For the past decade, the province of Quebec has positioned itself as a congenial host for international sport events, but not just for the bragging rights or the economic spinoff.
Quebec’s event hosting strategy is designed to encourage its own sports culture by attracting national and international events that promote sport to the public—especially youth. Its goals are also to enrich the province’s sports expertise, build sports and recreation infrastructure and to enhance training opportunities for elite athletes.
The government of Quebec counts on many ministries, partners and organizations working together to attract and organize major events, according to Bryan St-Louis, spokesperson for Quebec’s Minister of Education, Higher Education and Research (MEESR).
MEESR has two avenues of financial support: a program to support sport events (PSES) and a program to support international sport events (PSESI). Other ministries also have financial support programs for sports events: Quebec’s Ministry of Tourism, the Montreal Metropolitan Region Secretariat (for events in Montreal) and the National Capital Secretariat (for events in other parts of the province).
The Municipal Picture
“Most of Quebec’s major centres have developed a strategy to welcome major international events,” says St-Louis. For instance, the City of Montreal administers an ongoing program to support international, national and metropolitan sport events that take place within the city.
Montreal’s program offers up to $25,000 for international events, $10,000 for national events and $15,000 for municipal events, from a yearly total purse of $450,000. It doesn’t fund professional competitions or events “related to the entertainment industry” (a classification that includes professional boxing matches and golf tournaments), nor is it designed to fund top-level extravaganzas like the Olympics or the FIFA World Cup. Charity tournaments are also excluded.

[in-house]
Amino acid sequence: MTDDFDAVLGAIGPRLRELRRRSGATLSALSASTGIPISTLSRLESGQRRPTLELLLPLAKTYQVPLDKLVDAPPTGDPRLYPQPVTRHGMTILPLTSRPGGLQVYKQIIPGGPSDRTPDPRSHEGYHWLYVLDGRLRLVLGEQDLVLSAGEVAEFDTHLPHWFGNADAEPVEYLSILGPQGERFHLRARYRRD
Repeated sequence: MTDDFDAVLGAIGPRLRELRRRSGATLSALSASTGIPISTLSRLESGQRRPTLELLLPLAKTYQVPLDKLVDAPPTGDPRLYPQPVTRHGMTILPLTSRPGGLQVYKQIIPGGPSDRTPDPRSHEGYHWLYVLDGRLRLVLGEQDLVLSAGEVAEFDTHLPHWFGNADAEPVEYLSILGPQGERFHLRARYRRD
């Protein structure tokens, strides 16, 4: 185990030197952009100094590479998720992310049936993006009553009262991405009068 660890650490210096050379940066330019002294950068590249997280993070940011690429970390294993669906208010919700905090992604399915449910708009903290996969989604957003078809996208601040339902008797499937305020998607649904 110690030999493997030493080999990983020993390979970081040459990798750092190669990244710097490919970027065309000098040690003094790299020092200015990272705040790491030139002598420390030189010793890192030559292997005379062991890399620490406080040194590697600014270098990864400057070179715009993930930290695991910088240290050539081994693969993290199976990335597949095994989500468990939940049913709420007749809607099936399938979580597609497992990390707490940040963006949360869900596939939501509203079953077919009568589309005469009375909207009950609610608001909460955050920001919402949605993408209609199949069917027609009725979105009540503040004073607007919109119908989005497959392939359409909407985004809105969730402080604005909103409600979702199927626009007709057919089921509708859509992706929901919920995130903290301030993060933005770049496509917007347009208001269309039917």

The program seeks to fulfill nine objectives that benefit local residents and athletes, of which the top is simply to increase the number, quality and variety of events held in the Montreal area. It has already been approved for renewal in future years.
Quebec’s Sports and Physical Activity Development Fund, administered through the Leisure and Sport sector of MEESR, operates with a guaranteed annual budget of $30 million until 2019-2020; $26 million is designated for sports and recreation facilities, with the remaining $4 million to fund events. Although the potential tourism, economic and social benefits are important, St-Louis points out that MEESR and its partners are “equally aware of the benefits of raising the level of sports and, above all, promotion of sports culture.”
Says St-Louis: “We can confirm that we are funding the 2017 IIHF World Junior Championship taking place in Montreal and Toronto, and the 2018 FEI World Equestrian Games in Bromont.”
Photos: Carnaval de Québec/Armstrong photo; Christian Savard, Jean-François Hamelin